Each day leading up to the 2019 Minnesota Book Awards Ceremony, we’ll be featuring an exclusive interview with one of our 36 finalists. Learn more about these incredible local writers and gear up to see the winners announced live in person April 6.
Interview with Maya Dusenbery, author of Doing Harm: The Truth About How Bad Medicine and Lazy Science Leave Women Dismissed, Misdiagnosed, and Sick
Category: General Nonfiction, sponsored by College of Saint Benedict/Saint John’s University
How does it feel to be a Minnesota Book Award finalist?
I’m thrilled! I’m from St. Paul but have mostly lived elsewhere since college. I moved back during the two years I was working intensively on Doing Harm and wrote most of it during long days camped out at my local coffee shop (shout-out to Groundswell!) in the neighborhood where I grew up. So I’ll always associate writing this book with getting reacquainted with the Twin Cities.
Tell us something about your finalist book that you want readers to know.
Doing Harm explores gender bias in medicine and how it’s leading to sub-par medical care for women. I think it will resonate with all too many women who have had frustrating experiences in the medical system—who have felt that their symptoms weren’t taken seriously or struggled to find the care they needed. But I hope even readers who don’t (yet) have any personal knowledge of the problem will check it out. Most of us will become patients at some point in our lives, and I think it’s important for all women—and anyone who cares about a woman—to be aware of the biases and systemic problems that can affect the health care they receive. I also think the book is an essential, thought-provoking read for health care providers and others in the biomedical fields.
Let us know a little bit about your writing life. What brought you to a writing career and how did you become a published author?
As my dad likes to remind me, I actually first became a
published Minnesota author at age ten, when my story was chosen for Half Price
Books’ “Say Goodnight to Illiteracy” bedtime story contest. My
non-fiction career began after college, when I was working at a reproductive
health non-profit and started blogging about feminist issues on the side. I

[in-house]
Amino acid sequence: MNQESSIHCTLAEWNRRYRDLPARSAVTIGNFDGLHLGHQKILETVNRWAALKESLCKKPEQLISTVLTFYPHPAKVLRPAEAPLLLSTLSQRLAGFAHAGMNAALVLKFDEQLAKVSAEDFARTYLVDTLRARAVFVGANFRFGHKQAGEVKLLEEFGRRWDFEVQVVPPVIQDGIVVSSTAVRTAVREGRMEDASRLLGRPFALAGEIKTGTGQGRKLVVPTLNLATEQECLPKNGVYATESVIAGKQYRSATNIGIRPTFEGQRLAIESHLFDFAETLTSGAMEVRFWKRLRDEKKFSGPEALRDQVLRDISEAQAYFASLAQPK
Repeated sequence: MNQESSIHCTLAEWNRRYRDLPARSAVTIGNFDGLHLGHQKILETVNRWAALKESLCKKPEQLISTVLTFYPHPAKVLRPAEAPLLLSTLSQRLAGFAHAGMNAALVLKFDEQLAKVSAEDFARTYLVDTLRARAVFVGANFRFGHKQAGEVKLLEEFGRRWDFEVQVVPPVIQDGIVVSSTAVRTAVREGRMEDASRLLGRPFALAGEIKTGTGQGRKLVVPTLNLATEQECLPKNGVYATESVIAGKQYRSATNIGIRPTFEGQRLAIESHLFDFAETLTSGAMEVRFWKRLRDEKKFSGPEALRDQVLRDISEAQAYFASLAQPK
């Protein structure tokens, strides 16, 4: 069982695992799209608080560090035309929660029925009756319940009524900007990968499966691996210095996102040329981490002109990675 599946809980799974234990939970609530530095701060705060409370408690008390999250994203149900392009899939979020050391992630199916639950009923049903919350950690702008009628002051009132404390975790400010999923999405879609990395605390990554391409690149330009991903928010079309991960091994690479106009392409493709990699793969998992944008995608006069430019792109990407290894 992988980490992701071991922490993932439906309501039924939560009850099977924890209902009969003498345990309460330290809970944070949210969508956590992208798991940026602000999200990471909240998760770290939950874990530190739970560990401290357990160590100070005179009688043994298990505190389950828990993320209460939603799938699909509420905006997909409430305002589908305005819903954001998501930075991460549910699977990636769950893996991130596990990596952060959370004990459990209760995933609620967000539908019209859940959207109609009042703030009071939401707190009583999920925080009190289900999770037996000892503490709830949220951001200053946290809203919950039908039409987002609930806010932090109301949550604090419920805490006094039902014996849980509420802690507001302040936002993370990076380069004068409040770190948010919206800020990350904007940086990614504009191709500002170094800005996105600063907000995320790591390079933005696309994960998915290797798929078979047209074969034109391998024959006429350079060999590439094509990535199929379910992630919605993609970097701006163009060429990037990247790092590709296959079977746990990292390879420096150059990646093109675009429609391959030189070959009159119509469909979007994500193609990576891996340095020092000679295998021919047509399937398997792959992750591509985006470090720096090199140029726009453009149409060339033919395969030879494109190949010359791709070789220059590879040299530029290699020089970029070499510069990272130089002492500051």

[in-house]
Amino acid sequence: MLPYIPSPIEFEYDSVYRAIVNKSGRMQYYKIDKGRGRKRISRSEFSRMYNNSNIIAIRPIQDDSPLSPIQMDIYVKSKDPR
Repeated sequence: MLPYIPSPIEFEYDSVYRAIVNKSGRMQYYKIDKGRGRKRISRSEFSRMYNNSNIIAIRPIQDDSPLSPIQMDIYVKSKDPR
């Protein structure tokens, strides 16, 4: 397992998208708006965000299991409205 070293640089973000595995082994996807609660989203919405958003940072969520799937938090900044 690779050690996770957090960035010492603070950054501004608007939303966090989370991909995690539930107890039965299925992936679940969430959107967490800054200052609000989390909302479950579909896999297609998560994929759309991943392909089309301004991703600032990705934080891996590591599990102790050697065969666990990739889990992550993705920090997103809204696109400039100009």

eventually decided that I wanted to write full-time and did a fellowship at Mother
Jones magazine to get some training in reporting and research. I’ve been a
freelance journalist ever since. Doing Harm is my first book, and it was
a challenge to go from mostly pretty short-form writing to working on a book.
But I learned a lot and was glad for the chance to really dig deep on the
What is something you are good at that few people know about?
I’ve become pretty good at making sourdough bread. I got into it when I first began working as a freelancer. I think it’s a great hobby for writers (or anyone who works from home) because it provides some structure to your days and gets you up from the computer at regular intervals.
What do you love about libraries?
I love the consistency of libraries. In a media landscape that’s ever-changing, with so many players constantly experimenting with new media and new financial models, I love that libraries keep offering the same simple and radical service they’ve been at forever: giving people free access to books.
About Maya Dusenbery
Maya Dusenbery is a journalist, editor, and author of the book Doing Harm: The Truth About How Bad Medicine and Lazy Science Leave Women Dismissed, Misdiagnosed, and Sick. A New York Times Editors’ Choice pick, Doing Harm was named one of the best books of 2018 by NPR and Library Journal. Maya is editorial director of the trailblazing site Feministing.com and was formerly a fellow at Mother Jones magazine and a columnist at Pacific Standard. She has written for outlets like Slate, Cosmopolitan, HuffPost, The Atlantic, and Teen Vogue, among others, and contributed to the anthology The Feminist Utopia Project. A Minnesota native, she received her B.A. from Carleton College in 2008.